A Rare Childbirth Complication Wiped This Woman’s Memory Of Giving Birth To Her First Child
Becoming a mom for the first time should be a very unforgettable moment in a person’s life. For 38-year-old Camre Curto, however, that memory has been wiped.
After giving birth to her son, Camre couldn’t remember her fiancé’s name, or even that she’d just given birth.
“She didn’t know who she was, didn’t know who I was, didn’t know she even just gave birth to Gavin,” Steve, who is now her husband, told InsideEdition.com.
“It was like the eraser just came out,” Camre said of the experience.
After Camre’s doctors realized what was happening, they did tests on the new mom. They discovered that she had suffered brain damage during childbirth.
It caused her to lose her long-term memory, short-term memory, and ability to create new memories.
“This is a really, really rare case,” Camre’s occupational therapist, Jessica Smith, explained. “Every case is unique, right? But in the context of really having a baby and then this is what happens, Camre is the only case I’ve had in 10 years.”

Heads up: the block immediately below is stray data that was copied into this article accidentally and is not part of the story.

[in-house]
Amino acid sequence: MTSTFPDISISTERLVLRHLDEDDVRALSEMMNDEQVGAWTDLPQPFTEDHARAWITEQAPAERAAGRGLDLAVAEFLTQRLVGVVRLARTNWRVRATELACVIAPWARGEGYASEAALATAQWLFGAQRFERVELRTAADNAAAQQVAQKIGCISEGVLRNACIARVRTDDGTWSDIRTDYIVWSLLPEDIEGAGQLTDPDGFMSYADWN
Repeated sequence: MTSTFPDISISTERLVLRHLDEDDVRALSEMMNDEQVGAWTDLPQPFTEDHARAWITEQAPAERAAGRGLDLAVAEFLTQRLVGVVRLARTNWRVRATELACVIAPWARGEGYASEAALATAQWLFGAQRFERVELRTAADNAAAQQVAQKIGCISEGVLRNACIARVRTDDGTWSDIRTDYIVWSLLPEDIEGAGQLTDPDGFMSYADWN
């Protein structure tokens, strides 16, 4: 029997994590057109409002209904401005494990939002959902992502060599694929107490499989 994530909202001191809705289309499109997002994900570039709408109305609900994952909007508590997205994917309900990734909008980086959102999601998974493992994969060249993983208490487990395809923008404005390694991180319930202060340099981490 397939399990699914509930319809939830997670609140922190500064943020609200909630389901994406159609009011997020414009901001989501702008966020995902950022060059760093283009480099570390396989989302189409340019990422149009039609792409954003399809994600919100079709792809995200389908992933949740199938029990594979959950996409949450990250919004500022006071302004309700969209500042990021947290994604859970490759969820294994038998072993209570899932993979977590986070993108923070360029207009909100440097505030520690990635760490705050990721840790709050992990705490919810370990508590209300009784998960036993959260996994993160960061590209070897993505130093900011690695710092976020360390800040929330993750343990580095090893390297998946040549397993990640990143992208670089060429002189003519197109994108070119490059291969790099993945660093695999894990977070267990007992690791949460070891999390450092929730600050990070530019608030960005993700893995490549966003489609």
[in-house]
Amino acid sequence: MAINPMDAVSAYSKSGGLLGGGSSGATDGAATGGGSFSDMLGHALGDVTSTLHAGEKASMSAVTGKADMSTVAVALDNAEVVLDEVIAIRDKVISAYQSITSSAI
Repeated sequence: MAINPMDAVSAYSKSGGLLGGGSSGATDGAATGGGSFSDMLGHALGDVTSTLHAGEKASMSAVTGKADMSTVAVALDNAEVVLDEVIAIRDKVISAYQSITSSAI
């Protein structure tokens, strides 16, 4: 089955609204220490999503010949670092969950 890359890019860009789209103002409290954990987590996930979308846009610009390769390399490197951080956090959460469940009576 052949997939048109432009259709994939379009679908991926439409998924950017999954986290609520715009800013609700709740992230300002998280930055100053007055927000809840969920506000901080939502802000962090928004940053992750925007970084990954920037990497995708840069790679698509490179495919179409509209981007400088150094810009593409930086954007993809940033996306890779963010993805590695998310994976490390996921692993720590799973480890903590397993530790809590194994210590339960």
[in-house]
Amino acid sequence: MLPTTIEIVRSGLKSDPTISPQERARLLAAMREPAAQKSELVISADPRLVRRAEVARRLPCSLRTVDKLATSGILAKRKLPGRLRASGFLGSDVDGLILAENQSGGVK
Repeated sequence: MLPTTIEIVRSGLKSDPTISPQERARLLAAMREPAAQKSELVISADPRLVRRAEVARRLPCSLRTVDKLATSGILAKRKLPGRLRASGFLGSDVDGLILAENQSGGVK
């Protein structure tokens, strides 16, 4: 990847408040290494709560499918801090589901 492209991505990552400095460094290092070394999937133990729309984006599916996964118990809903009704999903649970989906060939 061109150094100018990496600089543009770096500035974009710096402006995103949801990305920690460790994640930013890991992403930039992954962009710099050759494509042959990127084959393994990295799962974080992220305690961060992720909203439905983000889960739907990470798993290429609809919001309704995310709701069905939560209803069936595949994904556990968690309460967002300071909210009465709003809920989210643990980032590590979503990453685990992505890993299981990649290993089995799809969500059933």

What happened to Camre began when she was seven months pregnant in 2012.
“She developed some nausea and stuff, and one day her throat was swelling,” Steve recalled. “Her mom took her down to the hospital real quick and she ended up having a grand mal seizure.”
This type of event involves losing consciousness and having violent muscle contractions.
Doctors determined Camre had undiagnosed preeclampsia, a serious but common condition in pregnant women that causes high blood pressure and swelling in the legs and feet. When it went untreated, it turned into a rare preeclampsia where the high blood pressure led to seizures. She was given an emergency C-section and then put in a medically induced coma.
Steve learned that the swelling in her throat had prevented oxygen from getting to her brain. Coupled with the seizures, it became clear she’d suffered brain damage. She didn’t remember anyone, including her parents. They cared for her throughout her recovery, and Steve cared for Gavin.
Over the seven years since, Camre’s family has rallied around her. She’s relearned who everyone is, but she’s still working with occupational therapists on memory techniques. Steve began writing a book about their journey during that time, which Camre later helped him finish. But I Know I Love You was released last September.
Learn more in this video.
This story originally appeared at LittleThings.